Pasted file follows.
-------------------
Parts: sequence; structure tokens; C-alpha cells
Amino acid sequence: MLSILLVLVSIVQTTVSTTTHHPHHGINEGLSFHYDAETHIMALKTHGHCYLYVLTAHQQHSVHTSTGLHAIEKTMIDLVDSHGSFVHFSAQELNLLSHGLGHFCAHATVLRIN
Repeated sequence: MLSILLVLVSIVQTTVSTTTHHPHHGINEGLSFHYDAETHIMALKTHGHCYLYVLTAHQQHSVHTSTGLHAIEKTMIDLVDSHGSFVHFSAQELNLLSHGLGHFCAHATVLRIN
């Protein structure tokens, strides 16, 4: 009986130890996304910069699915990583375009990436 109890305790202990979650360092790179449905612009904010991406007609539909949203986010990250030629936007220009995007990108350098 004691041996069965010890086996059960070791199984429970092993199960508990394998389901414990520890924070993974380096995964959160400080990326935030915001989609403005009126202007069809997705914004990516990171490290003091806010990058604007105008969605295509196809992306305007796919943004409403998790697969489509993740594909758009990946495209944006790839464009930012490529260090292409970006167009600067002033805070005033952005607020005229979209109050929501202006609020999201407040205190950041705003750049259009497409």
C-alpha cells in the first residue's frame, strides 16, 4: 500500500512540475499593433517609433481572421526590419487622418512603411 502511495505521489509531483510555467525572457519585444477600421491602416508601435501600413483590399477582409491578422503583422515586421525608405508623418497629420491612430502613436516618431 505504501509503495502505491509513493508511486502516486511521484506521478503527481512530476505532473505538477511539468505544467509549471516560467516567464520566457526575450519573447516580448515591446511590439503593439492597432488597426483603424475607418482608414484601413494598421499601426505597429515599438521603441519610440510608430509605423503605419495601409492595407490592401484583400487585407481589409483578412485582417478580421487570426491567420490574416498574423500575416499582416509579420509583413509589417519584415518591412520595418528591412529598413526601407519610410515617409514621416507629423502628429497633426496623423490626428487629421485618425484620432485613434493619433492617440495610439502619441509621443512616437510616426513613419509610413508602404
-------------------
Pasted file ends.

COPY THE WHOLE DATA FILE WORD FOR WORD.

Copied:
Parts: sequence; structure tokens; C-alpha cells
Amino acid sequence: MLSILLVLVSIVQTTVSTTTHHPHHGINEGLSFHYDAETHIMALKTHGHCYLYVLTAHQQHSVHTSTGLHAIEKTMIDLVDSHGSFVHFSAQELNLLSHGLGHFCAHATVLRIN
Repeated sequence: MLSILLVLVSIVQTTVSTTTHHPHHGINEGLSFHYDAETHIMALKTHGHCYLYVLTAHQQHSVHTSTGLHAIEKTMIDLVDSHGSFVHFSAQELNLLSHGLGHFCAHATVLRIN
């Protein structure tokens, strides 16, 4: 009986130890996304910069699915990583375009990436 109890305790202990979650360092790179449905612009904010991406007609539909949203986010990250030629936007220009995007990108350098 004691041996069965010890086996059960070791199984429970092993199960508990394998389901414990520890924070993974380096995964959160400080990326935030915001989609403005009126202007069809997705914004990516990171490290003091806010990058604007105008969605295509196809992306305007796919943004409403998790697969489509993740594909758009990946495209944006790839464009930012490529260090292409970006167009600067002033805070005033952005607020005229979209109050929501202006609020999201407040205190950041705003750049259009497409």
C-alpha cells in the first residue's frame, strides 16, 4: 500500500512540475499593433517609433481572421526590419487622418512603411 502511495505521489509531483510555467525572457519585444477600421491602416508601435501600413483590399477582409491578422503583422515586421525608405508623418497629420491612430502613436516618431 505504501509503495502505491509513493508511486502516486511521484506521478503527481512530476505532473505538477511539468505544467509549471516560467516567464520566457526575450519573447516580448515591446511590439503593439492597432488597426483603424475607418482608414484601413494598421499601426505597429515599438521603441519610440510608430509605423503605419495601409492595407490592401484583400487585407481589409483578412485582417478580421487570426491567420490574416498574423500575416499582416509579420509583413509589417519584415518591412520595418528591412529598413526601407519610410515617409514621416507629423502628429497633426496623423490626428487629421485618425484620432485613434493619433492617440495610439502619441509621443512616437510616426513613419509610413508602404